What do these documents, written from different perspectives, tell us about the changes which comprised the Market Revolution. Of the Great Second Great Awakening?
Abraham Lincoln and American Slavery. One could ferret out modest factual issues simply to justify the function of reviewer, but upon reflection this fine book offers ground for substantive comment.
Surprisingly, few modern works zero in on this central topic, which gives this work its larger importance. In length and sophistication, this book is targeted at the literate general public, rather than just historians.
The author suggests as much on several occasions. The book should be broadly accessible, and one can easily imagine professors assigning it to undergraduates with profit.
The focus and clear writing style make it appropriate for that purpose. Most professional historians will find this emphasis on context congenial, and few will find much to criticize in the book as a whole. Still, they would probably have preferred a more explicit critique of the Lincoln literature, at least in the footnotes, which are notably sparse in editorial commentary.
That said, there are themes in the literature Professor Foner generally downplays. I read this as a contextualized pushback against those who want an uncomplicated, heroic Lincoln. Because scholars often downplay his uncomfortable beliefs, Foner offers up a deromanticized Lincoln.
The Destruction of Slavery in the United States, which depicts Republicans in Congress as relentless opponents of slavery but barely treats discussion of northern attitudes toward race as germane. There are eleven references to the Illinois Black Laws in the index.
Lincoln seldom challenged racism per se, probably because his own views were not that progressive. Lincoln never really spoke much about race except when it endangered his wider political project.
Foner demonstrates how significant an idea it was to Lincoln, both before and during the war. His discussion of the border-state Blair clan in this context is instructive. His closest collaborators in the cabinet, like Seward and Stanton, thought the idea crazy, but Lincoln only gradually backed away from it—and the increasingly unpopular Blairs too.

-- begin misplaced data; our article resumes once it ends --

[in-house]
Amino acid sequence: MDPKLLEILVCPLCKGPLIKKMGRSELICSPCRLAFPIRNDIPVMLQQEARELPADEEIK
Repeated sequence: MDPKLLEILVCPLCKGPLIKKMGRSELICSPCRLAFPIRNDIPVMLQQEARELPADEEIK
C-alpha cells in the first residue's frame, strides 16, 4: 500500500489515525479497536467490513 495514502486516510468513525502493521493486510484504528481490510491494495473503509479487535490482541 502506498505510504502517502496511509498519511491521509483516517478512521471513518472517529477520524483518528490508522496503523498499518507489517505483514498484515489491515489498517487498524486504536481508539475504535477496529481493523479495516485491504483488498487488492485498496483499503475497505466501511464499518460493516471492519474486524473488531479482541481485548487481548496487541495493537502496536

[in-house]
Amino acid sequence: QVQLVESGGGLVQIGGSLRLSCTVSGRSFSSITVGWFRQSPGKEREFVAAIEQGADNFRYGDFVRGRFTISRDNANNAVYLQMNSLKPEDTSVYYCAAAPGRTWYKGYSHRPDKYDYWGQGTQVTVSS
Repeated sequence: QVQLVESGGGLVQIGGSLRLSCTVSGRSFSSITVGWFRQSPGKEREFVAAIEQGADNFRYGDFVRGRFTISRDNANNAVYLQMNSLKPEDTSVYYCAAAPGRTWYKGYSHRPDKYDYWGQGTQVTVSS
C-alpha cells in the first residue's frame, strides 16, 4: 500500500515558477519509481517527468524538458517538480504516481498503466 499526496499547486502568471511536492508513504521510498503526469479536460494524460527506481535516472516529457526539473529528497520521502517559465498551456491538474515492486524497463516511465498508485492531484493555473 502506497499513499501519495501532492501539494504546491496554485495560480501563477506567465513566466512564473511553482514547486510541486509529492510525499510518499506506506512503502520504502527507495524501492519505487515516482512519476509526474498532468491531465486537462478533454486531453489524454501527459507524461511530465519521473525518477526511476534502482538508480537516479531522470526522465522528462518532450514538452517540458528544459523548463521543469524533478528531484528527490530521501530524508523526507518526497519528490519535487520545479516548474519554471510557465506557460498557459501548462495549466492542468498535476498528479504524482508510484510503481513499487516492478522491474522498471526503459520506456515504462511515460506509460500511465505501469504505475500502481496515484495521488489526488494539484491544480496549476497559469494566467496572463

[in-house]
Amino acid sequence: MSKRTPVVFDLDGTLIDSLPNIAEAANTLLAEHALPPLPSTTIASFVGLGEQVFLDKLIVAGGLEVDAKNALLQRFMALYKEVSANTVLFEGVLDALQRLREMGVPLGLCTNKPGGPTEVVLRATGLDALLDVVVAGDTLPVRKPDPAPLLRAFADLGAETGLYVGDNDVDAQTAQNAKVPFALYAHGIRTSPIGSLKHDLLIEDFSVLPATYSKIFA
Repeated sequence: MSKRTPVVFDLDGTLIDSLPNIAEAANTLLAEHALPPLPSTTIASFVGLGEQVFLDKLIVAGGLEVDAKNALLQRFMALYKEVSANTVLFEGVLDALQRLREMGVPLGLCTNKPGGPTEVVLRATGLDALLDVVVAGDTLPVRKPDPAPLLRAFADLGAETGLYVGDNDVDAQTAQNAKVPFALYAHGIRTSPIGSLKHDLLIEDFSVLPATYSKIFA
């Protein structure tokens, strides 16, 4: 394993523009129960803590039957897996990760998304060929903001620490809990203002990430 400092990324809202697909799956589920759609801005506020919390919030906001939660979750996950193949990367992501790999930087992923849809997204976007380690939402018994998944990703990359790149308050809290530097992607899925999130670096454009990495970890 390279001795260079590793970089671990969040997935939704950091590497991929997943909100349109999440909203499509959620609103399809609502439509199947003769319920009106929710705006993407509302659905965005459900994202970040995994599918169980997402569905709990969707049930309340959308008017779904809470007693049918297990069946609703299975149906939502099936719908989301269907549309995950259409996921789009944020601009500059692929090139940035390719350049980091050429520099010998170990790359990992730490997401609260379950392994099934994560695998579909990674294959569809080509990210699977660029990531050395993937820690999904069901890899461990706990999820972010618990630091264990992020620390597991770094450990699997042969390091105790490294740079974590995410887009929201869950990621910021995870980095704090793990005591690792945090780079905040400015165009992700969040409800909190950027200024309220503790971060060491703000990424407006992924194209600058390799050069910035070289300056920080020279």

The implication is that Lincoln genuinely believed that voluntary colonization was a good idea. Before the s, what drove him were political ambition and Whig convictions, along with his overriding belief in the rule of law.
He had few close black contacts.
Occasionally as a successful lawyer he helped masters get their human property back, and he seldom assisted runaway slaves in court.
He repeatedly counseled obedience to the Fugitive Slave statutes. He, like most Americans, never thought the prewar Constitution authorized interference with slavery in the states where it existed. Nor did he place that much emphasis in his speeches on the evils of slavery that many would stress nowadays: Despite all this, Foner admires Lincoln.
On the core issue of the injustice of slavery, Lincoln is rock solid, surprisingly so given his background. The point of slavery was enforced labor, and for Lincoln, nothing could make that right. Everything he wrote in private backs up that conviction, and his distaste for slavery went beyond the territorial expansion issue.
His Whiggish enthusiasm for free enterprise and economic growth was transformed into antislavery zeal.Eric Foner has won a place in the front rank of American historians with books that seem to vacuum up all available sources to produce bold new interpretations of the country’s reckoning with the big questions of slavery and freedom/5(11).
Eric Foner is DeWitt Clinton Professor of History at Columbia University. Foner received his doctoral degree at Columbia under the supervision of Richard Hofstadter.
His publications have concentrated on the history of political ideology and race relations in nineteenth-century America. Voices of Freedom Book by Eric Foner Summaries. 1. From Chapter 9(THE MARKET REVOLUTION, –) in Voices of Freedom, read documents 52, 53, and American freedom became linked with equality, which challenged the fundamental inequality inherent in the colonial social order.
Expanding the Political Nation The democratization of . Eric Foner is the DeWitt Clinton Professor of History at Columbia University. His special area of study has been the Civil War and Reconstruction, slavery, and 19th-century America/5(37). President of the Association, This presidential address was delivered at the th annual meeting of the American Historical Association, held in Boston, January 5,